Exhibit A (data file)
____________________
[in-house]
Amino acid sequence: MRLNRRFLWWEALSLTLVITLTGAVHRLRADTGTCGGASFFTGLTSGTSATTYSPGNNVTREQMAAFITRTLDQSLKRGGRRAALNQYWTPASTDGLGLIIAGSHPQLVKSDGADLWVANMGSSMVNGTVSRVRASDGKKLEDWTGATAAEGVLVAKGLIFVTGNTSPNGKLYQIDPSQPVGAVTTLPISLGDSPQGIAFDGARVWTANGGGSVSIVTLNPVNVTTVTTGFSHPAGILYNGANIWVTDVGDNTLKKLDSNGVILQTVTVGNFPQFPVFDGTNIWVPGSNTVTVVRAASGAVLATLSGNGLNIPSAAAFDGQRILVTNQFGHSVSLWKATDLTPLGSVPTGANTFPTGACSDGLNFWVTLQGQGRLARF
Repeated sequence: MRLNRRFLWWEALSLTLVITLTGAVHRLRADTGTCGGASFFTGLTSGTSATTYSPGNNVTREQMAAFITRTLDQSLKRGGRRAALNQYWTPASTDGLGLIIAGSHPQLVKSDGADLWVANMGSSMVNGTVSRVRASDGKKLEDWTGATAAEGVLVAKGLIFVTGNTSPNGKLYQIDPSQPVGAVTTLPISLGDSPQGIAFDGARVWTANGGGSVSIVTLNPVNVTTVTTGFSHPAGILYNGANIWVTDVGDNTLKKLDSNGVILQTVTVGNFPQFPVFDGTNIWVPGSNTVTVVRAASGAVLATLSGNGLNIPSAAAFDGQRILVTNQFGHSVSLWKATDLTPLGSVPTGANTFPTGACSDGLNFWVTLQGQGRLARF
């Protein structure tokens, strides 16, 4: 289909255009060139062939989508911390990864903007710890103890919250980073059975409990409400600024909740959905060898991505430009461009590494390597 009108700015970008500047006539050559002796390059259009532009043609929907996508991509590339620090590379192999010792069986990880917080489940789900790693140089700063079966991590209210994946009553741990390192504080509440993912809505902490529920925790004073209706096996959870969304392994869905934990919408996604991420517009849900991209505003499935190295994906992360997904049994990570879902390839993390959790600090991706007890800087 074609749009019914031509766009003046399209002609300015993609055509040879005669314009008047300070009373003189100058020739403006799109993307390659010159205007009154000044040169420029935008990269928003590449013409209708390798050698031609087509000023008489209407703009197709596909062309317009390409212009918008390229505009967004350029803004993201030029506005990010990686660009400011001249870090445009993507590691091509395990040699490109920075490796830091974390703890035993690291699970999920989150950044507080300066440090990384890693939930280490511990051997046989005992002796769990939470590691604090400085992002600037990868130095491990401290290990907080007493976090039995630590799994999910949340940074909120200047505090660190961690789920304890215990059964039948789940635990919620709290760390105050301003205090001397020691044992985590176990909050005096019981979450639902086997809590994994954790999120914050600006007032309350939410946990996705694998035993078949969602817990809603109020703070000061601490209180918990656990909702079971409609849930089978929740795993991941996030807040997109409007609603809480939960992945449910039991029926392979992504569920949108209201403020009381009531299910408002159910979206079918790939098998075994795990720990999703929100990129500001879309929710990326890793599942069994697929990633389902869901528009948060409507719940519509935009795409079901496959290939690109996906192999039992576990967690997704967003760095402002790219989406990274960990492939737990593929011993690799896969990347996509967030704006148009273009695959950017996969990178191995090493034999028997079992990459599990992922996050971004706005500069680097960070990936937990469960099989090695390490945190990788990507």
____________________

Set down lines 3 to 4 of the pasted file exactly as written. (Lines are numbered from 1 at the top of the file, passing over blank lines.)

Repeated sequence: MRLNRRFLWWEALSLTLVITLTGAVHRLRADTGTCGGASFFTGLTSGTSATTYSPGNNVTREQMAAFITRTLDQSLKRGGRRAALNQYWTPASTDGLGLIIAGSHPQLVKSDGADLWVANMGSSMVNGTVSRVRASDGKKLEDWTGATAAEGVLVAKGLIFVTGNTSPNGKLYQIDPSQPVGAVTTLPISLGDSPQGIAFDGARVWTANGGGSVSIVTLNPVNVTTVTTGFSHPAGILYNGANIWVTDVGDNTLKKLDSNGVILQTVTVGNFPQFPVFDGTNIWVPGSNTVTVVRAASGAVLATLSGNGLNIPSAAAFDGQRILVTNQFGHSVSLWKATDLTPLGSVPTGANTFPTGACSDGLNFWVTLQGQGRLARF
């Protein structure tokens, strides 16, 4: 289909255009060139062939989508911390990864903007710890103890919250980073059975409990409400600024909740959905060898991505430009461009590494390597 009108700015970008500047006539050559002796390059259009532009043609929907996508991509590339620090590379192999010792069986990880917080489940789900790693140089700063079966991590209210994946009553741990390192504080509440993912809505902490529920925790004073209706096996959870969304392994869905934990919408996604991420517009849900991209505003499935190295994906992360997904049994990570879902390839993390959790600090991706007890800087 074609749009019914031509766009003046399209002609300015993609055509040879005669314009008047300070009373003189100058020739403006799109993307390659010159205007009154000044040169420029935008990269928003590449013409209708390798050698031609087509000023008489209407703009197709596909062309317009390409212009918008390229505009967004350029803004993201030029506005990010990686660009400011001249870090445009993507590691091509395990040699490109920075490796830091974390703890035993690291699970999920989150950044507080300066440090990384890693939930280490511990051997046989005992002796769990939470590691604090400085992002600037990868130095491990401290290990907080007493976090039995630590799994999910949340940074909120200047505090660190961690789920304890215990059964039948789940635990919620709290760390105050301003205090001397020691044992985590176990909050005096019981979450639902086997809590994994954790999120914050600006007032309350939410946990996705694998035993078949969602817990809603109020703070000061601490209180918990656990909702079971409609849930089978929740795993991941996030807040997109409007609603809480939960992945449910039991029926392979992504569920949108209201403020009381009531299910408002159910979206079918790939098998075994795990720990999703929100990129500001879309929710990326890793599942069994697929990633389902869901528009948060409507719940519509935009795409079901496959290939690109996906192999039992576990967690997704967003760095402002790219989406990274960990492939737990593929011993690799896969990347996509967030704006148009273009695959950017996969990178191995090493034999028997079992990459599990992922996050971004706005500069680097960070990936937990469960099989090695390490945190990788990507």